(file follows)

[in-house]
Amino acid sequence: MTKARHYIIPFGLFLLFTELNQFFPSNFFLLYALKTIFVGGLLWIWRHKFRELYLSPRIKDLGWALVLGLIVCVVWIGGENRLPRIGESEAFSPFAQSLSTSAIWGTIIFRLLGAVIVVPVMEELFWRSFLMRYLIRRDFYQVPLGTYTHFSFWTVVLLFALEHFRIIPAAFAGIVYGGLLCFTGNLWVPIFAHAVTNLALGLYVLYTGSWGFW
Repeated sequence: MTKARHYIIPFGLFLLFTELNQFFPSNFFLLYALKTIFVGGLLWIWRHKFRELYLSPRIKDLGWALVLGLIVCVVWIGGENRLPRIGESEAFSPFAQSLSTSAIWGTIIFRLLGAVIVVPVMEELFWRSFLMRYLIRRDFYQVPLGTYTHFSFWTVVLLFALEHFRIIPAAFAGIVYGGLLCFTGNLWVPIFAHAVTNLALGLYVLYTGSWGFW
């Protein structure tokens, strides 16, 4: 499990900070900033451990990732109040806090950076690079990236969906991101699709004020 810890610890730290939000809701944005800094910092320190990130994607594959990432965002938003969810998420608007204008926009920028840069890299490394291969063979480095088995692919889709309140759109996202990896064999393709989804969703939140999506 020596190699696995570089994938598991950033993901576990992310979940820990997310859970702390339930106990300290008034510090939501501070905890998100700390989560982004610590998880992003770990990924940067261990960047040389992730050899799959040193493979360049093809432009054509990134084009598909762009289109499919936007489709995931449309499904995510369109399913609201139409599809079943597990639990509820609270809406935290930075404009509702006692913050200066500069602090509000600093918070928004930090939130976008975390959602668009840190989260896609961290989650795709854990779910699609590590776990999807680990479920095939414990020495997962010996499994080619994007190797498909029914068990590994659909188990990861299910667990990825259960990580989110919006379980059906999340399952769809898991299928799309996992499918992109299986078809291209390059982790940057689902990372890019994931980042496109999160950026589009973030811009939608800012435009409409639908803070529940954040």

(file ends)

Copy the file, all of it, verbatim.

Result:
[in-house]
Amino acid sequence: MTKARHYIIPFGLFLLFTELNQFFPSNFFLLYALKTIFVGGLLWIWRHKFRELYLSPRIKDLGWALVLGLIVCVVWIGGENRLPRIGESEAFSPFAQSLSTSAIWGTIIFRLLGAVIVVPVMEELFWRSFLMRYLIRRDFYQVPLGTYTHFSFWTVVLLFALEHFRIIPAAFAGIVYGGLLCFTGNLWVPIFAHAVTNLALGLYVLYTGSWGFW
Repeated sequence: MTKARHYIIPFGLFLLFTELNQFFPSNFFLLYALKTIFVGGLLWIWRHKFRELYLSPRIKDLGWALVLGLIVCVVWIGGENRLPRIGESEAFSPFAQSLSTSAIWGTIIFRLLGAVIVVPVMEELFWRSFLMRYLIRRDFYQVPLGTYTHFSFWTVVLLFALEHFRIIPAAFAGIVYGGLLCFTGNLWVPIFAHAVTNLALGLYVLYTGSWGFW
């Protein structure tokens, strides 16, 4: 499990900070900033451990990732109040806090950076690079990236969906991101699709004020 810890610890730290939000809701944005800094910092320190990130994607594959990432965002938003969810998420608007204008926009920028840069890299490394291969063979480095088995692919889709309140759109996202990896064999393709989804969703939140999506 020596190699696995570089994938598991950033993901576990992310979940820990997310859970702390339930106990300290008034510090939501501070905890998100700390989560982004610590998880992003770990990924940067261990960047040389992730050899799959040193493979360049093809432009054509990134084009598909762009289109499919936007489709995931449309499904995510369109399913609201139409599809079943597990639990509820609270809406935290930075404009509702006692913050200066500069602090509000600093918070928004930090939130976008975390959602668009840190989260896609961290989650795709854990779910699609590590776990999807680990479920095939414990020495997962010996499994080619994007190797498909029914068990590994659909188990990861299910667990990825259960990580989110919006379980059906999340399952769809898991299928799309996992499918992109299986078809291209390059982790940057689902990372890019994931980042496109999160950026589009973030811009939608800012435009409409639908803070529940954040």